Residents of the Contra Costa County are fortunate enough to live close to Mount Diablo, many even able to see it from home. Countless people have enjoyed the hundreds of miles of trails that Mount Diablo and its surrounding foothills have to offer, and the extraordinary views that they can provide.
Over the last 50 years, Save Mount Diablo has been working to protect this natural wonder, preserving more and more of Mount Diablo and its surrounding open spaces.
But Mount Diablo is not alone; it is part of the Diablo Range, which spans 200 miles and has many other high peaks (some of which are taller than Mount Diablo).
If you’ve been atop Mount Diablo’s 3,849-foot summit on a clear day, then you might have been able to see some of them at a distance.
The Diablo Range at a Glance
The high peaks of the Diablo Range can be found as far south as Kings and Kern counties, ecologically attached to Mount Diablo through the incredible habitat connectivity of the Diablo Range.
Why are we so interested in peaks so far from Mount Diablo?
We can only truly protect Mount Diablo if we ensure that Mount Diablo continues to be connected with the rest of the Diablo Range, so we’ve been working to ensure that more of the Diablo Range is conserved.
Currently, a significant portion of the 200-mile-long Diablo Range is privately owned, and not easily accessible. However, the Bureau of Land Management owns more than 200,000 acres of land across the Diablo Range.
Areas within the Diablo Range like Mount Diablo State Park, Henry W. Coe State Park, and San Benito Mountain give visitors an opportunity to experience the wonder of the Diablo Range, near or at some of its highest peaks.
Much of the Diablo Range consists of grasslands, chaparral, and oak savannas. It’s perfect habitat for raptors like kestrels and peregrine falcons, both of which can be found on Mount Diablo!
The northern Diablo Range also has the highest density of nesting golden eagles in the world.
And Pinnacles National Park, farther south in the Diablo Range, is the epicenter of recovering California condors. Young condors are flying up and down the range looking for new territories.
The Diablo Range is also home to numerous endemic and rare plant species thanks to the distinctive reddish-brown or greenish serpentine soils that can be found frequently throughout this region.
Because serpentine soil provides toxic conditions for most plants, plants that survive in this soil have had to adapt specifically to serpentine soil.
Fun fact: serpentine is officially California’s state rock!
North to South: Some of Diablo’s High Peaks
Let’s take a journey south of Mount Diablo and explore some of the other high peaks of the Diablo Range.
Alameda County is where we find the most northern of these mountains, Discovery Peak, with an elevation of 3,842 feet.
Bay Area hikers may already be familiar with this one; it’s the highest point in Alameda County and has been known to get snow in the winter like Mount Diablo.
East of Discovery Peak, at the corner of San Joaquin County, stands Mount Boardman, the highest point of San Joaquin County at 3,842 feet.
Mount Boardman is currently on private land, so anyone who wants to summit this mountain needs to obtain permission from the owners.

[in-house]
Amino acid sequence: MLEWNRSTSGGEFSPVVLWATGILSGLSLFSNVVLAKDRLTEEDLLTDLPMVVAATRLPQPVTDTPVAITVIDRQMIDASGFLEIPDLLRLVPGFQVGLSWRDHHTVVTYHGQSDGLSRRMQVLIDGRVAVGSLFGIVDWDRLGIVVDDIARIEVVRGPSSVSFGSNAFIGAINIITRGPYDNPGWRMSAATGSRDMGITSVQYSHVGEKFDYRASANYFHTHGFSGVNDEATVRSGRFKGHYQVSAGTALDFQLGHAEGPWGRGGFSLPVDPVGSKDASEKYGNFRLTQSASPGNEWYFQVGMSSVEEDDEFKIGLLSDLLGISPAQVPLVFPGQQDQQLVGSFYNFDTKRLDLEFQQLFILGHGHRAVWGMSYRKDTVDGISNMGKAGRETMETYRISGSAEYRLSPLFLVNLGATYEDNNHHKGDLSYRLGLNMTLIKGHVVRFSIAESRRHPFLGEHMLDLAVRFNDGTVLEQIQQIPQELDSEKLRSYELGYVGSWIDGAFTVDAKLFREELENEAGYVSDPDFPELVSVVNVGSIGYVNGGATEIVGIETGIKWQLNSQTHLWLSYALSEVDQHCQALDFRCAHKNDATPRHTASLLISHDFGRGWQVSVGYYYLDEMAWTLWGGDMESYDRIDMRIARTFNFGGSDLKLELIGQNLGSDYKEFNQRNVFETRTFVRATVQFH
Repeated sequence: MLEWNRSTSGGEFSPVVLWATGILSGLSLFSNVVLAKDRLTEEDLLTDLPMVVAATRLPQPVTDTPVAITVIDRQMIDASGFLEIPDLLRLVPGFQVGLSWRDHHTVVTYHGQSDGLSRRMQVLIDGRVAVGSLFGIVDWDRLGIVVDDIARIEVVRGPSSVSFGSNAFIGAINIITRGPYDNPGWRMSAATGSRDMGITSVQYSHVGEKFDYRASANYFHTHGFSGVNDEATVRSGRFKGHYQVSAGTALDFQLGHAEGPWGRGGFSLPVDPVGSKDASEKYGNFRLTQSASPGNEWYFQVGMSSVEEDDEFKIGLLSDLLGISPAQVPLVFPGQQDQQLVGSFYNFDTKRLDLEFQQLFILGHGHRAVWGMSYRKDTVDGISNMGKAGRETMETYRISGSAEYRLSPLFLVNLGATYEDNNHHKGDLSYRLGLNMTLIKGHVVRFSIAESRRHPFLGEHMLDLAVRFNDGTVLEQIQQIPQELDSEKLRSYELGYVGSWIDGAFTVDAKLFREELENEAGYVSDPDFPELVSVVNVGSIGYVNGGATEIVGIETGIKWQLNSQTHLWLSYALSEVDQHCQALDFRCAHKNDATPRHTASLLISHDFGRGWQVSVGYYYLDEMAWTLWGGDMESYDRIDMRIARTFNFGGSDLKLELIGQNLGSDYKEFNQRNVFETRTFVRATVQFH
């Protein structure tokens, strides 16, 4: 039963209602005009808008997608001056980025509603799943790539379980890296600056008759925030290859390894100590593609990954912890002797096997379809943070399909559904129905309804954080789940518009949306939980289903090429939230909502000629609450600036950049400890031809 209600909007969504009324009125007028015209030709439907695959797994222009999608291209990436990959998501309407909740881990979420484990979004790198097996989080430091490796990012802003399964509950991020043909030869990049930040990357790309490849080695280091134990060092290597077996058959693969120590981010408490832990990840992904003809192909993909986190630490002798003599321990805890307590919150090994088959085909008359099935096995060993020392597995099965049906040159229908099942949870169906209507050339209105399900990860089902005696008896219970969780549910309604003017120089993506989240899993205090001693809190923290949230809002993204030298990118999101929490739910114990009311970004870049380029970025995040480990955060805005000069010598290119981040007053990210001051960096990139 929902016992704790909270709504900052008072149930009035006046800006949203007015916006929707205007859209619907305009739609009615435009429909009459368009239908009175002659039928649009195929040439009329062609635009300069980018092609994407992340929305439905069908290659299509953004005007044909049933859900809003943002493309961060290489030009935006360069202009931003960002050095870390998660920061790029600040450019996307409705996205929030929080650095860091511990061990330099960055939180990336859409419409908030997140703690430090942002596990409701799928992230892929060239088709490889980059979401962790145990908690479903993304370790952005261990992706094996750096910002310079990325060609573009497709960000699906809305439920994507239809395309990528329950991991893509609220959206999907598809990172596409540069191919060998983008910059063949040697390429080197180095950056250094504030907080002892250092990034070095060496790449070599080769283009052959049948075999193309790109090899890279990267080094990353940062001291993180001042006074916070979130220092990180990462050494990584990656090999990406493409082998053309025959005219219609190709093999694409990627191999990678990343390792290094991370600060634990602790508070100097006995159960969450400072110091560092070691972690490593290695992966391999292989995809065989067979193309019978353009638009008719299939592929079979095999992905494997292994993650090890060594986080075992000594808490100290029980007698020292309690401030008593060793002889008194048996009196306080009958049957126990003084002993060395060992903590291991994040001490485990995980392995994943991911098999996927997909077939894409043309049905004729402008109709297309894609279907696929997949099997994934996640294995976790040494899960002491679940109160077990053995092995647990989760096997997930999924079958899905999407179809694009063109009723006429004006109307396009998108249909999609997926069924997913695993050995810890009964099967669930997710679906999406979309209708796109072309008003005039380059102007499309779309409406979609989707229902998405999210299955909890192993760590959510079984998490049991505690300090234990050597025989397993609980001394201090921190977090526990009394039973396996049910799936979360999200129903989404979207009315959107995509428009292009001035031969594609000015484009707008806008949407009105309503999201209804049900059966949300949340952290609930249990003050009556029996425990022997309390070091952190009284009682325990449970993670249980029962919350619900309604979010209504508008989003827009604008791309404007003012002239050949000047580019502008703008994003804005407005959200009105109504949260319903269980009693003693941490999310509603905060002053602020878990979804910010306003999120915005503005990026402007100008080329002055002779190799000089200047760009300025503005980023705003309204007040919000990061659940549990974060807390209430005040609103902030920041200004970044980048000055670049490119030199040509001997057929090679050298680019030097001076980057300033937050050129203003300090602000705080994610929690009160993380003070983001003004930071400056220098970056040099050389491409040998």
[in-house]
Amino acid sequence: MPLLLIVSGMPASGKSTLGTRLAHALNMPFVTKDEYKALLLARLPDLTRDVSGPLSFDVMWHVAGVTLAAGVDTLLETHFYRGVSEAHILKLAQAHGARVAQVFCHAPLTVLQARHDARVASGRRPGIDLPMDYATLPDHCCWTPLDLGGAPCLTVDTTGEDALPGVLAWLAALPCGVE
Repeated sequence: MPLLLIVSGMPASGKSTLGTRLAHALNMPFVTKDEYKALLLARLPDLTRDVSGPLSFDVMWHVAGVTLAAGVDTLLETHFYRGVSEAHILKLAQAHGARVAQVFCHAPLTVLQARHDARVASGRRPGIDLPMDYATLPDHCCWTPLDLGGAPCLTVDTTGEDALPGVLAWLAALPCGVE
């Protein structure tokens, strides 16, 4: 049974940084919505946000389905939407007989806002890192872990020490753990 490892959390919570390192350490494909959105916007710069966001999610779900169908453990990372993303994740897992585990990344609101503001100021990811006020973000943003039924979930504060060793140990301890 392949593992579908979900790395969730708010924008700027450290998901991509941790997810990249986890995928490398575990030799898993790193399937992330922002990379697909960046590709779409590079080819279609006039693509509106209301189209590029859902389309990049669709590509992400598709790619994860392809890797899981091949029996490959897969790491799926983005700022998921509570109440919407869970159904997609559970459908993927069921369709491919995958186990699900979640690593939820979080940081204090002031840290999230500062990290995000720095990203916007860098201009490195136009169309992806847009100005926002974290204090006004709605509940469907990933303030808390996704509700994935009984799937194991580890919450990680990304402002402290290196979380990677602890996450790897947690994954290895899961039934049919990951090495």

This and Laveaga Peak are some of the privately owned high Diablo Range peaks within Save Mount Diablo’s current area of interest.
We currently do advocacy work in the seven northernmost counties of the Diablo Range (Contra Costa, Alameda, San Joaquin, Stanislaus, Santa Clara, Merced, and San Benito counties).
Head back west to find Mount Hamilton’s Copernicus Peak, which reaches an elevation of 4,360 feet, making it the highest point in Santa Clara County.
Much like the North and South Gate roads on Mount Diablo, Mount Hamilton Road is an extremely popular way for cyclists to get close to Mount Hamilton’s highest points. Though Copernicus Peak cannot be legally accessed, Mount Hamilton Road can take you close.
Partly within Henry W. Coe State Park lies Mount Stakes, with an elevation of 3,807 feet. It’s located on the Santa Clara/Stanislaus county line and is the highest point in Stanislaus County.
The next peak takes us into California’s central valley on the border of San Benito and Merced counties. Laveaga Peak has a summit reaching 3,804 feet of elevation. Laveaga Peak is currently privately owned by the San Benito Cattle Company.
San Benito Mountain
On the southern edge of Save Mount Diablo’s current area of interest lies San Benito Mountain, the tallest of the Diablo Range’s high peaks at 5,241 feet.
Thanks to its serpentine soils, it’s home to a treasure trove of endemic plant species, like the San Benito evening primrose.
San Benito County is overall a very special place to do conservation work.
Despite its small population of 67,000 people, San Benito County has almost as much land as Contra Costa and Alameda counties combined! The conservation decisions made there can make a big impact on the Diablo Range.
Black Mountain, Table Mountain, and Orchard Peak
Black Mountain at 3,629 feet, Table Mountain at 3,476 feet, and Orchard Peak at 3,127 feet all lie near the southernmost border of the Diablo Range.
They remain connected to Mount Diablo through the Diablo Range. It’s possible for a California condor to fly from Orchard Peak to Mount Diablo in just a day.
Protecting the Diablo Range is California’s next great conservation story. Right now, only 24 percent of the full range has any protection.
It’s a biodiversity refuge with high peaks; volcanic, serpentine, and sandstone rock; and some of California’s rarest plants that most people don’t know anything about.
Top photo by Stephen Joseph